Why I block Instagram followers

Now, it's no secret that I'm a huge fan of Instagram. I love the community feel there, I love the chat and I love the woolly inspiration that I find there on a daily basis. What I'm much less keen on is the rise in fake accounts, in 'pay for follow' activities and general spamminess which gets in the way of my daily dose of fibrey goodness.

I recently logged in to find a rush of over 300 new followers which, to say the least was mildly surprising given that I usually get an average of 10 new followers per day. Closer inspection showed that all my new 'fans' were from non-English speaking accounts. And judging by the 'duck-face' selfie pouts and fairly scanty clothing I'm guessing that most of them weren't interested in knitwear of any description. The mystery was solved a few hours later when I had a direct message from an account saying that they had given me the 'gift' of 300 new followers, and if I paid them a sum of money they would be happy to send more fake followers my way.

Quite apart from being contrary to Instgram rules I found this to be pretty disturbing to be honest. Yes, my follower numbers had taken a huge boost - which was nice - but they were all fake and I'm sure they would have all unfollowed over the next few weeks. It felt horrible knowing that they were there, falsely inflating my IG stats and also I didn't like the fact that if someone viewed my 'followers' page they would see a whole host of the aforementioned duck-faced selfies.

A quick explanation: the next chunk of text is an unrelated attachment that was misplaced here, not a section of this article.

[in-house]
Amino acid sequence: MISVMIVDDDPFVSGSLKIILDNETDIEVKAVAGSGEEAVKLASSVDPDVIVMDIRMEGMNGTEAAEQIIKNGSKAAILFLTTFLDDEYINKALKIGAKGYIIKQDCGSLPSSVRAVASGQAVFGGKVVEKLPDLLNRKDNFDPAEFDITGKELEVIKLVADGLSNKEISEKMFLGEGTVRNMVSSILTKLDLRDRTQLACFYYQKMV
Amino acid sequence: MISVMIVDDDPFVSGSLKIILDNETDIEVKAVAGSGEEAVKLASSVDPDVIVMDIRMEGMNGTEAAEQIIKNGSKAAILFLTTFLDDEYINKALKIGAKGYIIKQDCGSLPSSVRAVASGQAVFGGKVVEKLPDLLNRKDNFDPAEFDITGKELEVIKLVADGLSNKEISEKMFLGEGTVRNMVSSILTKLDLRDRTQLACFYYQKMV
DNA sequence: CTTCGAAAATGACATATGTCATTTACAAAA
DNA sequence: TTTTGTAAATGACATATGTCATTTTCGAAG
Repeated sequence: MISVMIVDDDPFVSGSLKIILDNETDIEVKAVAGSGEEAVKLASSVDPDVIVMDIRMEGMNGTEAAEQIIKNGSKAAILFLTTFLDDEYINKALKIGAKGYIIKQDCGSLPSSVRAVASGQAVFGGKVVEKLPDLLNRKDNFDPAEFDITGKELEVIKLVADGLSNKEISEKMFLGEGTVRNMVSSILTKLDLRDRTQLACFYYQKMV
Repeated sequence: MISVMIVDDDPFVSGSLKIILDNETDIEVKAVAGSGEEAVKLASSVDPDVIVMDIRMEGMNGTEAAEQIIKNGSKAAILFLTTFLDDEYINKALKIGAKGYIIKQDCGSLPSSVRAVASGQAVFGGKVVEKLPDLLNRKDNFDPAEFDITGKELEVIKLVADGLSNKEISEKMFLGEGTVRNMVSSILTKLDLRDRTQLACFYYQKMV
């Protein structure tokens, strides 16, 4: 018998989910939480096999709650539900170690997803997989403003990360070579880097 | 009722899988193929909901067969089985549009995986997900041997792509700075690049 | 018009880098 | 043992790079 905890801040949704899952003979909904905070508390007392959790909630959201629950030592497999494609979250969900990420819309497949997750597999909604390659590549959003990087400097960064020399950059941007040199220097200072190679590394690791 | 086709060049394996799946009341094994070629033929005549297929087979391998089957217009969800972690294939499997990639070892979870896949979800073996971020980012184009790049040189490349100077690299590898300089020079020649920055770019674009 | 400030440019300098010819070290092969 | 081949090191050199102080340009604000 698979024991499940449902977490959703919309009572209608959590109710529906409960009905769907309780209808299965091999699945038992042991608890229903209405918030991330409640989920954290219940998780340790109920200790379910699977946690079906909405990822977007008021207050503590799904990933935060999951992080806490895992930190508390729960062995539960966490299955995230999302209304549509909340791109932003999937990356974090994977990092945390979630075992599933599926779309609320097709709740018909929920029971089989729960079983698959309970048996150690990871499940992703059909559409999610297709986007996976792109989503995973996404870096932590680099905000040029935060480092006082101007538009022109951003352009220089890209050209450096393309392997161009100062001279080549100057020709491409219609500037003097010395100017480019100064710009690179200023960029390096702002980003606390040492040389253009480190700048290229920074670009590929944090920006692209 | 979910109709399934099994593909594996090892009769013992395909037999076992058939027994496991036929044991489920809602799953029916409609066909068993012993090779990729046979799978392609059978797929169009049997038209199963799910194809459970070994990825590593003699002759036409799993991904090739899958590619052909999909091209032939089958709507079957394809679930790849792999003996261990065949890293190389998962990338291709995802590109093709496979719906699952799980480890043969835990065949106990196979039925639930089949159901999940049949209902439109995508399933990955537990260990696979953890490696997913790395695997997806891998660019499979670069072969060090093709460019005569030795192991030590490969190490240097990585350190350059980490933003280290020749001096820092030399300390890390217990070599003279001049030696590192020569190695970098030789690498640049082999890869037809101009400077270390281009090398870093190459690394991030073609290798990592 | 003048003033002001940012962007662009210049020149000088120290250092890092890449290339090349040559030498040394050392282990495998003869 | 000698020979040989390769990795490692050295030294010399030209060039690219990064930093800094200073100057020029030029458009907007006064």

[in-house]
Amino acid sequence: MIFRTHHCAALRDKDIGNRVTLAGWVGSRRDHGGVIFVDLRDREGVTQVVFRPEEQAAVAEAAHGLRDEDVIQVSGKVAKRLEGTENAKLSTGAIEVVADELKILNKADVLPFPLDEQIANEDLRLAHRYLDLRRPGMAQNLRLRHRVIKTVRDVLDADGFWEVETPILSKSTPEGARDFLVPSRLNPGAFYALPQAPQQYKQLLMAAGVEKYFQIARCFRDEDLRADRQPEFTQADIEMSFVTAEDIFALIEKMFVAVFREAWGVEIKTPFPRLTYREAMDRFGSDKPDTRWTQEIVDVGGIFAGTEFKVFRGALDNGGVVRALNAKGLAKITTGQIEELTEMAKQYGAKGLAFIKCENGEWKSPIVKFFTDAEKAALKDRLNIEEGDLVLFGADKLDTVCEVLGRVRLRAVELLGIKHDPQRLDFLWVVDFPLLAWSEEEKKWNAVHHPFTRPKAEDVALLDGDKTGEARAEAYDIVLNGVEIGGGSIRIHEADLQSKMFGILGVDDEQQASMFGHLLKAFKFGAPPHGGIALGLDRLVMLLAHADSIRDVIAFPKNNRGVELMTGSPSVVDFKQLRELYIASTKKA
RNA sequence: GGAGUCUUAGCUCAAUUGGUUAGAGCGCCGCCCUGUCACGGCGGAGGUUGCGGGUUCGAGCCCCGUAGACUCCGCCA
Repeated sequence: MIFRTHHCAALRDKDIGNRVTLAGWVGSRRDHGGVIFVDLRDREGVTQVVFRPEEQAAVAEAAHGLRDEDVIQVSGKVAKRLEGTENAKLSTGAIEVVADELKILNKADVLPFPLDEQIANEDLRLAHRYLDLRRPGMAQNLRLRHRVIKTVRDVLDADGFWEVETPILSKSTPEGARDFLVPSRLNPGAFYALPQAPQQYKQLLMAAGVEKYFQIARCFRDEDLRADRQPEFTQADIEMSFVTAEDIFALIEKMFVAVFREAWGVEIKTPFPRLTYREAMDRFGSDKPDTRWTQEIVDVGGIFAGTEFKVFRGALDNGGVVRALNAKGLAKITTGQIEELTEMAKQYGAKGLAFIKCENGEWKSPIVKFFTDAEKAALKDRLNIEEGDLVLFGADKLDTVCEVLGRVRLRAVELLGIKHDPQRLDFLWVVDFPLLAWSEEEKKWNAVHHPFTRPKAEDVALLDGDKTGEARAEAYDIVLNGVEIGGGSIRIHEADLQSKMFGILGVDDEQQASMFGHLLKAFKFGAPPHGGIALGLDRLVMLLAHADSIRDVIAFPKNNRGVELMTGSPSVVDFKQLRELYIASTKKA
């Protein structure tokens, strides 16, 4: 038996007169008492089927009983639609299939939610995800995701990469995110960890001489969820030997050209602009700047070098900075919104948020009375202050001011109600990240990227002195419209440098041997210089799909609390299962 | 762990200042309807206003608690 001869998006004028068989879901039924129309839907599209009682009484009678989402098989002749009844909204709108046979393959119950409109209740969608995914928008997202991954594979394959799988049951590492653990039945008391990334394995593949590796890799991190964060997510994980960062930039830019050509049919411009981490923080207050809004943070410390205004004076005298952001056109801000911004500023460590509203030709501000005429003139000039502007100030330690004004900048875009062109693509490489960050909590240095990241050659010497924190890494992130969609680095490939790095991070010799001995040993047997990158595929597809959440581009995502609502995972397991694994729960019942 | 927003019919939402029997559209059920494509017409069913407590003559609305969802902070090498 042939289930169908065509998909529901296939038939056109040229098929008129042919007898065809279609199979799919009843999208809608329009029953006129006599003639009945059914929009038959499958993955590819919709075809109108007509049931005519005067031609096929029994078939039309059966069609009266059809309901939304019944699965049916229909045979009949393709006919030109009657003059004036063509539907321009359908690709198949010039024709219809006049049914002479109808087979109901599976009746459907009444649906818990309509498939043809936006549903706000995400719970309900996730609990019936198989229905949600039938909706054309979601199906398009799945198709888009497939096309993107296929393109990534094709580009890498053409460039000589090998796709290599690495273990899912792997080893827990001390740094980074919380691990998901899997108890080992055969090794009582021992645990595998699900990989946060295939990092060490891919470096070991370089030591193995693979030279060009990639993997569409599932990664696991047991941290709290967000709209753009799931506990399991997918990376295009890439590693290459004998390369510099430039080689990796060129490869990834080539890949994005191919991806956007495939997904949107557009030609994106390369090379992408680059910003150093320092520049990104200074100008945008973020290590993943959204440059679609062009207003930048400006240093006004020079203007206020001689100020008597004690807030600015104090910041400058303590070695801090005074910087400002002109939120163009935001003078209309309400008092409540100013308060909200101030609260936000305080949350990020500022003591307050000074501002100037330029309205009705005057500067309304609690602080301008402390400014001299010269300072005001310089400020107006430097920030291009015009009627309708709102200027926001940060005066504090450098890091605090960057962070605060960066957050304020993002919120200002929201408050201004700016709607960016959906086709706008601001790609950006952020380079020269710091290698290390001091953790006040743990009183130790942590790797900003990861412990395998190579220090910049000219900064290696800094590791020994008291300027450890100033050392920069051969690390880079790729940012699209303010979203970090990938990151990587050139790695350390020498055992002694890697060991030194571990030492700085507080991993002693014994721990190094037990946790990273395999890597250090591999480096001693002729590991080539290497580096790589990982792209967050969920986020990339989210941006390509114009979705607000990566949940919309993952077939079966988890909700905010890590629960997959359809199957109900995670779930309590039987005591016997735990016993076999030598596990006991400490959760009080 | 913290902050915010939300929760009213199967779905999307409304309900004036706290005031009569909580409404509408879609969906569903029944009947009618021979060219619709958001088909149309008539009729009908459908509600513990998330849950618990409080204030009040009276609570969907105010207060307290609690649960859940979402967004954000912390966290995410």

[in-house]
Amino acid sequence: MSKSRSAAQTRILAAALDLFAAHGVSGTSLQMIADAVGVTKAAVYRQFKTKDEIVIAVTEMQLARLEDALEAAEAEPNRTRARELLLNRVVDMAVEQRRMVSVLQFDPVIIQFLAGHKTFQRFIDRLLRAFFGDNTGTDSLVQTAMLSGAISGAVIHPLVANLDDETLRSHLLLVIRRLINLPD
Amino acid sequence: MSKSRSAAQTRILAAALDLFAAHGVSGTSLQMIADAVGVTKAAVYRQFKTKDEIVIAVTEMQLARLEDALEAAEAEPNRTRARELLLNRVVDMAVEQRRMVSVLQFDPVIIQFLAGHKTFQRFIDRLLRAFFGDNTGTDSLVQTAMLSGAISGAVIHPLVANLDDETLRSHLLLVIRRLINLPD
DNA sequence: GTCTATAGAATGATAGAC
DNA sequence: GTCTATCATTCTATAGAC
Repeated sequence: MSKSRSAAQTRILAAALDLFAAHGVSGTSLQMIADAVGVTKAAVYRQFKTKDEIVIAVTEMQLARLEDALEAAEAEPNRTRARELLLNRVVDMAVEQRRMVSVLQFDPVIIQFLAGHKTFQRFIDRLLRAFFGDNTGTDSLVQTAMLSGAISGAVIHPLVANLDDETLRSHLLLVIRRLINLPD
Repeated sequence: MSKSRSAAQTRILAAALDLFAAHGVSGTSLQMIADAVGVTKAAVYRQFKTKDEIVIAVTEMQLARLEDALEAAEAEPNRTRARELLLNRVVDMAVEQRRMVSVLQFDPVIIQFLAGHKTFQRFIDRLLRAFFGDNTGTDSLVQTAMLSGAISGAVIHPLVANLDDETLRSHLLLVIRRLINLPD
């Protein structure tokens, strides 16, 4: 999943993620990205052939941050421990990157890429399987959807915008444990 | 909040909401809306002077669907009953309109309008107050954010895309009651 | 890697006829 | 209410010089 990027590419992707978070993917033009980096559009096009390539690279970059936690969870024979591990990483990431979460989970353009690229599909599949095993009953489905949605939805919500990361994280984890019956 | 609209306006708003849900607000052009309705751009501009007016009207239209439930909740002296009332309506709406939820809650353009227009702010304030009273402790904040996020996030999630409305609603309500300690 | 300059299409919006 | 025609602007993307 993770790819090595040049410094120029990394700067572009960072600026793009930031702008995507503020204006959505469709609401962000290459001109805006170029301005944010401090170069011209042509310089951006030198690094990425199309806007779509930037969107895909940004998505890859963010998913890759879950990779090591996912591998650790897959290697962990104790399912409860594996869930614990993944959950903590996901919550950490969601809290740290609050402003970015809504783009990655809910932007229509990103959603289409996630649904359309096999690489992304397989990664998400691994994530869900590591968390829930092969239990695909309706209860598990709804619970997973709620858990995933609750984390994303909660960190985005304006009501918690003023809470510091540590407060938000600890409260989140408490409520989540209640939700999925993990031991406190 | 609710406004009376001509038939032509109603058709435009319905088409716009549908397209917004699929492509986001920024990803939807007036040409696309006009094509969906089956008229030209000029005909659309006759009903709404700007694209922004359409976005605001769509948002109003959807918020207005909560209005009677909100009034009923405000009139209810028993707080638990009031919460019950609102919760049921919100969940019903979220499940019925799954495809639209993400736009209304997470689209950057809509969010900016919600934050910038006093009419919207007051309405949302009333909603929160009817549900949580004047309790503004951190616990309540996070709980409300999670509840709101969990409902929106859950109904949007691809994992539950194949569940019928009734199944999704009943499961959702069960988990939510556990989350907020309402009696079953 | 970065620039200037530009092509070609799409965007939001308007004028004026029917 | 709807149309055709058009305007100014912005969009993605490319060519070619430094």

So, I sat down with a cup of coffee and deleted them all - yes - all of them. The main account and a handful of others I also reported to Instagram for good measure. It took some time but it felt so much better and I genuinely felt relieved at the end of it.